October 2010 Archives

October 26, 2010

Where to Buy That Home for Retirement?

Money Magazine recently came out with its list of the 25 best places to retire (within the United States.) Spoiler alert: Durham, North Carolina came out on top.

For those of us who can't even think about retirement yet, it's fun to read the list and fantasize. Yes, I'd love to sign up for senior learning programs at the local university, even now . . . .

But I suspect that, just as many Americans are planning staycations, many will eventually try to stay put for retirement. That means that, if you're a homebuyer who thinks you'll stay in your house for a good long time, it's worth considering whether it will suit you even into retirement.

Does it have easy access via public transport to activities that are important to you (for when you can no longer safely drive)? Will the stairs be manageable with bad knees? It can feel weird to think about these things when you're young, but why not save yourself a move later? 
October 22, 2010

Location, Location, . . . and Luck

In case this news item passed you buy, take a moment to drop your jaws at Donnie and Kathy Fulbright's recent home-selling success. They sold a home in rural North Carolina that they'd originally bought for $6,000 for a cool $1.7 million.

Granted, they'd owned it for 34 years, and real estate values have risen since then, even with recent dips.

But the key ingredient here was the buyer -- Apple Inc., which was building a huge data center on the surrounding property, and were eager to buy at almost any price. This article in the British press describing the sale is a fun one, with lots of photos. And here's another informative report.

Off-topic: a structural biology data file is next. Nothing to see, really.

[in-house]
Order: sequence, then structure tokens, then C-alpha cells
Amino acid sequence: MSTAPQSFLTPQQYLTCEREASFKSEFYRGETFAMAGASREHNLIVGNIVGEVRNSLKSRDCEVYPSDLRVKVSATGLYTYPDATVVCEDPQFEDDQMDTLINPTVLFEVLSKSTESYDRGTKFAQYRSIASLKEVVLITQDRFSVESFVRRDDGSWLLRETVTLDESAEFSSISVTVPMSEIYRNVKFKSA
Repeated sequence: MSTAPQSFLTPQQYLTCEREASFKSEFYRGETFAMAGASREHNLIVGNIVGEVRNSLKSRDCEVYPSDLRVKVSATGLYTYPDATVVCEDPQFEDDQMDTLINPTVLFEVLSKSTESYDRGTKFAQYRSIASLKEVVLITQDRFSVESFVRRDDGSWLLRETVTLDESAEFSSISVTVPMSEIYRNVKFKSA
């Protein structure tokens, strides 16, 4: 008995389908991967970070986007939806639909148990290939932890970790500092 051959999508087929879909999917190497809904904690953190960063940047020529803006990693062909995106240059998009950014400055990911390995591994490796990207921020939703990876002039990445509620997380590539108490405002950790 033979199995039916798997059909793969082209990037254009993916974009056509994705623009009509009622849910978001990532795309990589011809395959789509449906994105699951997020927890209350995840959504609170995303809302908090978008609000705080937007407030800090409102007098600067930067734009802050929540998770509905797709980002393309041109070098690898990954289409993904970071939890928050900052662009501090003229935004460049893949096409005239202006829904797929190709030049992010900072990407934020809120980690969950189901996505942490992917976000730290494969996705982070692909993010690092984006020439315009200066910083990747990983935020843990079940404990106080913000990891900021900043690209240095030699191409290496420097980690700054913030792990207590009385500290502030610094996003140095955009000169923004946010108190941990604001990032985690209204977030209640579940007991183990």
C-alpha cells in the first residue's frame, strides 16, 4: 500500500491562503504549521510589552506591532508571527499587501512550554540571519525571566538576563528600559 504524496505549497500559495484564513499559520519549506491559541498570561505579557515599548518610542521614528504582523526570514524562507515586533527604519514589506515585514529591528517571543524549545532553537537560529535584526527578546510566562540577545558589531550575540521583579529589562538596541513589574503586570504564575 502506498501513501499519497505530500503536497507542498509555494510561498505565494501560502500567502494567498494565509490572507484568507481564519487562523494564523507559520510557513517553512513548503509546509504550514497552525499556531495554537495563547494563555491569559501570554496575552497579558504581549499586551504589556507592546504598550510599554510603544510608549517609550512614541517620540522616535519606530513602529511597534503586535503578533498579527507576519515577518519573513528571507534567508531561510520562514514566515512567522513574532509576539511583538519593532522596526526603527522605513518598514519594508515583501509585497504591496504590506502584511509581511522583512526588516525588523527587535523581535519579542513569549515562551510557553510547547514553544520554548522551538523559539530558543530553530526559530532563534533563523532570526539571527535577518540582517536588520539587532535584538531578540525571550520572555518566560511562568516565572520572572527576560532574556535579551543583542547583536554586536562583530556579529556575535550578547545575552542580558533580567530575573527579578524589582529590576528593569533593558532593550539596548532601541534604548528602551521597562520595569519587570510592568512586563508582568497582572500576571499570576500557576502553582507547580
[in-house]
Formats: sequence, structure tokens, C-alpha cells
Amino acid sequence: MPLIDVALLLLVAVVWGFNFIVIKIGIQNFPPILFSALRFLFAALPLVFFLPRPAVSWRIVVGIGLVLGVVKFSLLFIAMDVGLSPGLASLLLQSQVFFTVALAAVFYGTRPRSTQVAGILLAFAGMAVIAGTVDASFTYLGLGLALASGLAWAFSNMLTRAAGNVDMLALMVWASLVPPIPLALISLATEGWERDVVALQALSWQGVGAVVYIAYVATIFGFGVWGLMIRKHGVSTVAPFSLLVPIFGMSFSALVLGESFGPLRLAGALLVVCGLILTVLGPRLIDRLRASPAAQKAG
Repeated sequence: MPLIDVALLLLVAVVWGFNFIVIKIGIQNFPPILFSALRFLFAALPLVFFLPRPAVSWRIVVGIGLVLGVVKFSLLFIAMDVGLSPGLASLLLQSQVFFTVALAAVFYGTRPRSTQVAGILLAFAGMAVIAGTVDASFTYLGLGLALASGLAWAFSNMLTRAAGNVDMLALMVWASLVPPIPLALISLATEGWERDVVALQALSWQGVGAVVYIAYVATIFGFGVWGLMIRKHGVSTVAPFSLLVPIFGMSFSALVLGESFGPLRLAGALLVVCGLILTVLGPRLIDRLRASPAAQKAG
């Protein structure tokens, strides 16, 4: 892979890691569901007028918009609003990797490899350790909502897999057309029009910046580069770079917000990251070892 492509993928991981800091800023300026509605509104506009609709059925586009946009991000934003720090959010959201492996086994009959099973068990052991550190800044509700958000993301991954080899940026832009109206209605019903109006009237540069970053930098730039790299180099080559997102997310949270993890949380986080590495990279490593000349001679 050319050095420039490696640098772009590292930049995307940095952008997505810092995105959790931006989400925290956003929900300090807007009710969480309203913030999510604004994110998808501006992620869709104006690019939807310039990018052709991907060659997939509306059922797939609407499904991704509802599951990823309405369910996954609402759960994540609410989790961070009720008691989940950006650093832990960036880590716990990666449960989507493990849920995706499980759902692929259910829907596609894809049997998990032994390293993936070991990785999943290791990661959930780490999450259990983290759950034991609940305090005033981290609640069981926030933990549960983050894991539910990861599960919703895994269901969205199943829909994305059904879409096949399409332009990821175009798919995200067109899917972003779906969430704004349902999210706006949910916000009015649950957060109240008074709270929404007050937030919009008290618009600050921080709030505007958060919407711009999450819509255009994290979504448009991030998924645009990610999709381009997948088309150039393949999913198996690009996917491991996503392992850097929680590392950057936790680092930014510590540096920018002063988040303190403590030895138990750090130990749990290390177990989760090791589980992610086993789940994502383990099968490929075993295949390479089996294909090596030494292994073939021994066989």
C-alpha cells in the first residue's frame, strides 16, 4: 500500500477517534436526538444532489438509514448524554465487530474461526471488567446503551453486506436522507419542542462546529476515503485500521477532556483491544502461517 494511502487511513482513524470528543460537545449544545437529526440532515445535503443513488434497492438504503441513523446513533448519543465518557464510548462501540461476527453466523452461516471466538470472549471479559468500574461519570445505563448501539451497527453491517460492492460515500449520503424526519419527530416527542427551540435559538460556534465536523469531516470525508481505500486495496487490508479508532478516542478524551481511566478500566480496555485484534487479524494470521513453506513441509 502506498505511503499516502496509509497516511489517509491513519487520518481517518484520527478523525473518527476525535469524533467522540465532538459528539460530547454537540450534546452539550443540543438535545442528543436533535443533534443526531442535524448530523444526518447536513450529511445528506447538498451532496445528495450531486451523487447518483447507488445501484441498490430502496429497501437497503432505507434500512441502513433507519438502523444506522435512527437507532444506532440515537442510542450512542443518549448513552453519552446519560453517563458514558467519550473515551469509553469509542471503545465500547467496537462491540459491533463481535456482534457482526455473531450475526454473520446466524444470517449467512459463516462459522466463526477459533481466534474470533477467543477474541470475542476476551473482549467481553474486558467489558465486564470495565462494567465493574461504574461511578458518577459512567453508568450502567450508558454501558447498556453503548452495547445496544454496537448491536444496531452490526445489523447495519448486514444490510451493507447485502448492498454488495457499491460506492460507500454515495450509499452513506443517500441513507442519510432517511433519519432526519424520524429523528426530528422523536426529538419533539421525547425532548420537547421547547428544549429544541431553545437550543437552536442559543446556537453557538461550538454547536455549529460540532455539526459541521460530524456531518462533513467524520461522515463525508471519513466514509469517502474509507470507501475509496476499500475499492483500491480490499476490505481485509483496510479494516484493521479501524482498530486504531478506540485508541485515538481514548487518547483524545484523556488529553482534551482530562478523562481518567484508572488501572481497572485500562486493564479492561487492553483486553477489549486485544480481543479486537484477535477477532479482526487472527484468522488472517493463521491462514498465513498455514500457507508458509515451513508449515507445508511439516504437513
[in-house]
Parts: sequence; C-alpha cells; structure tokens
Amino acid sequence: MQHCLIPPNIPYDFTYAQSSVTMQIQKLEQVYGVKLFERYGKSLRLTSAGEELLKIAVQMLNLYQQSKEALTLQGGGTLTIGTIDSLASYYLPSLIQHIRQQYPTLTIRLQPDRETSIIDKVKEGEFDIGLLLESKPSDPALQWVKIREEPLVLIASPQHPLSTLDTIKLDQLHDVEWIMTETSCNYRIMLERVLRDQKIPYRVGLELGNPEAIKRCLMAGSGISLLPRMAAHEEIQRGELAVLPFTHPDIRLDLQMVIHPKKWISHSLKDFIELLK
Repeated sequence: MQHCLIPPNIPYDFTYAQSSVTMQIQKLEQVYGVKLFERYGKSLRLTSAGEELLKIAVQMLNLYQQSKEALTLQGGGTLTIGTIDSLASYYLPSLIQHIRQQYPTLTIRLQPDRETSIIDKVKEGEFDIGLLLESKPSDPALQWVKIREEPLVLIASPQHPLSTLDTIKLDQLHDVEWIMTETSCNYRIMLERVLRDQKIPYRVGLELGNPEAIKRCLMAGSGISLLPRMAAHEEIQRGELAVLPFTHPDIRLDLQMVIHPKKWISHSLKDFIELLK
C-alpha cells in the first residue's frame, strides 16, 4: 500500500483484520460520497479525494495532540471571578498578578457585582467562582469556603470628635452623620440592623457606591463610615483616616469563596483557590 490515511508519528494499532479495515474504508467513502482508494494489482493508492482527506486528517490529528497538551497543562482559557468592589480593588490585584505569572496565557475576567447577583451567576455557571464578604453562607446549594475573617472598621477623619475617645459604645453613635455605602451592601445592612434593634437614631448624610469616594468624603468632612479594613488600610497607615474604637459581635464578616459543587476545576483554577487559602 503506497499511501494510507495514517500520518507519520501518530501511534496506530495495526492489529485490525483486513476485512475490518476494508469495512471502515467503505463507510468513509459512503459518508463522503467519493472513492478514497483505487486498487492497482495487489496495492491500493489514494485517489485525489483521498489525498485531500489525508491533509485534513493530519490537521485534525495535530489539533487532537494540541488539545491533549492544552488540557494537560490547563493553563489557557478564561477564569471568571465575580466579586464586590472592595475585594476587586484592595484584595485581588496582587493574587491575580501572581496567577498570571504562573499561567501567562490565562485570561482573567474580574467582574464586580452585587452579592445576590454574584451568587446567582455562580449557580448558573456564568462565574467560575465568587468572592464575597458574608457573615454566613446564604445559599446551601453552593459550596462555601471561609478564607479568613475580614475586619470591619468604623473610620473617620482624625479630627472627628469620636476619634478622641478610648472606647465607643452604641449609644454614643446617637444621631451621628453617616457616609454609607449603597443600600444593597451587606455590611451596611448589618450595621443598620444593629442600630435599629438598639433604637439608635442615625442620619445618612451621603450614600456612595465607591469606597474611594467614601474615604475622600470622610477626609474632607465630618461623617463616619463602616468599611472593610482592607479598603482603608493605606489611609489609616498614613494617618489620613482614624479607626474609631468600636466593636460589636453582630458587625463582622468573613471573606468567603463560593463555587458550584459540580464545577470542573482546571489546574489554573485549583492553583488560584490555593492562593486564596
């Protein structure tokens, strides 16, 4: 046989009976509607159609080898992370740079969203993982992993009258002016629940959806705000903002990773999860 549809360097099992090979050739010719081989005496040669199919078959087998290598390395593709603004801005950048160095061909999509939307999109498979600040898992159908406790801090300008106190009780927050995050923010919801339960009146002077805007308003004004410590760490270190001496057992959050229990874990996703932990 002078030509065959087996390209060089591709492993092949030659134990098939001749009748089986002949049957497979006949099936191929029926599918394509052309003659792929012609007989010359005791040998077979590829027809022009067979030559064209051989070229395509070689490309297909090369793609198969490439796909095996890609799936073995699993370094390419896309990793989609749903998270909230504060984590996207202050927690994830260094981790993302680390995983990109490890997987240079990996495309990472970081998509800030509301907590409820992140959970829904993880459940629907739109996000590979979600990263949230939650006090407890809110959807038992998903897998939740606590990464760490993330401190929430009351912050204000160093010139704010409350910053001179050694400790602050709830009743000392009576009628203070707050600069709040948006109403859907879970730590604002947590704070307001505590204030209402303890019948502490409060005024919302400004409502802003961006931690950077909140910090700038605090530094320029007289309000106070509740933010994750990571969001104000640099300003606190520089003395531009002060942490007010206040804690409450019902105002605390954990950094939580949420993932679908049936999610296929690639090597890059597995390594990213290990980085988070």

I wonder whether the Fulbrights paid the closing costs?

I also hope they've got a good accountant, who can figure out a way to reduce their capital gains tax hit, which is 15% for most people. The $500,000 exclusion for married couples will get them only so far here. I saw one online commentator saying that, as an "elderly couple," they'd be eligible for a special one-time exclusion, but that's no longer the law -- everyone gets the same exclusion. 




October 13, 2010

Selling a Home During the Slow Season

That slow season is now. Yes, it's October, and the homebuyers of the world are ready to settle in for the winter, keep their kids in the same school district, and avoid loading a moving van during a rainstorm. (I've done it, and it's not fun.) Now is traditionally a time when the real estate market goes into hibernation, and even more since it was already sluggish.

But, just as unusual circumstances may force you to sell right now, there are always a few buyers still circulating, and steps you can take to attract them. For starters, check out the interesting and timely advice from Inman columnist Mary Umberger, on "5 Tips for an Autumn Home Sale."

I'll add a few tips here, most of which assume you won't be living in your house while it's on the market.